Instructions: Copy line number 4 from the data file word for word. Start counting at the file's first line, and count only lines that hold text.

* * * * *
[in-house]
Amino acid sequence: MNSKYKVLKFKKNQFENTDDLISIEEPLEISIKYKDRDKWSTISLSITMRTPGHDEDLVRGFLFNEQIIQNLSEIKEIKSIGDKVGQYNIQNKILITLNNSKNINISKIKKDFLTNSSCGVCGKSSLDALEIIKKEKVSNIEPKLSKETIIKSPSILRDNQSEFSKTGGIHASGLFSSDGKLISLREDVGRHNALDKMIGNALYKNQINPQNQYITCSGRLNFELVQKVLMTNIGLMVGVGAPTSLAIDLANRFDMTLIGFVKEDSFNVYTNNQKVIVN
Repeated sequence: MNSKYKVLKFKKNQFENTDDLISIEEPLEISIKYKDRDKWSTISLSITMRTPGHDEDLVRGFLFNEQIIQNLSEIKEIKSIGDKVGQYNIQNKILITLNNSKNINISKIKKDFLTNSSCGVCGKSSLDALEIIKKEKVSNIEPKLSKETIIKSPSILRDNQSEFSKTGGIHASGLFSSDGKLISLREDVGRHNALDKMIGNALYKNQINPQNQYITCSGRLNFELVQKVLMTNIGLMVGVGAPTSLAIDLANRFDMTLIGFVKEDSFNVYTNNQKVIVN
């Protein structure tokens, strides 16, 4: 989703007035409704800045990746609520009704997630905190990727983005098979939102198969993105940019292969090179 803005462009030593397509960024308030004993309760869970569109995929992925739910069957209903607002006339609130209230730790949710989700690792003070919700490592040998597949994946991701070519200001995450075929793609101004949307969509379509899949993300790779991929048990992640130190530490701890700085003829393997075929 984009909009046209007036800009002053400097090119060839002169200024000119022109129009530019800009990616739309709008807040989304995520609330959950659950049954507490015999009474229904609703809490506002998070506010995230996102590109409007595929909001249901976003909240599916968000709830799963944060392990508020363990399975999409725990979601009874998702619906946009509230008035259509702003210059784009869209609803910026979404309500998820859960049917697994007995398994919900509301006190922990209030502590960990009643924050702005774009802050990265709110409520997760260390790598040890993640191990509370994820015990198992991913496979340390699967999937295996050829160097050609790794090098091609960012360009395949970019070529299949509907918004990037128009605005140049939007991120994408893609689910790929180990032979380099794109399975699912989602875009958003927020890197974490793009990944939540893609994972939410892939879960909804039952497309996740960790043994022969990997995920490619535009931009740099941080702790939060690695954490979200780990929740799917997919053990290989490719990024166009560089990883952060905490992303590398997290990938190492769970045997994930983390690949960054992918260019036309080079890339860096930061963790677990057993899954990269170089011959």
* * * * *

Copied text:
């Protein structure tokens, strides 16, 4: 989703007035409704800045990746609520009704997630905190990727983005098979939102198969993105940019292969090179 803005462009030593397509960024308030004993309760869970569109995929992925739910069957209903607002006339609130209230730790949710989700690792003070919700490592040998597949994946991701070519200001995450075929793609101004949307969509379509899949993300790779991929048990992640130190530490701890700085003829393997075929 984009909009046209007036800009002053400097090119060839002169200024000119022109129009530019800009990616739309709008807040989304995520609330959950659950049954507490015999009474229904609703809490506002998070506010995230996102590109409007595929909001249901976003909240599916968000709830799963944060392990508020363990399975999409725990979601009874998702619906946009509230008035259509702003210059784009869209609803910026979404309500998820859960049917697994007995398994919900509301006190922990209030502590960990009643924050702005774009802050990265709110409520997760260390790598040890993640191990509370994820015990198992991913496979340390699967999937295996050829160097050609790794090098091609960012360009395949970019070529299949509907918004990037128009605005140049939007991120994408893609689910790929180990032979380099794109399975699912989602875009958003927020890197974490793009990944939540893609994972939410892939879960909804039952497309996740960790043994022969990997995920490619535009931009740099941080702790939060690695954490979200780990929740799917997919053990290989490719990024166009560089990883952060905490992303590398997290990938190492769970045997994930983390690949960054992918260019036309080079890339860096930061963790677990057993899954990269170089011959």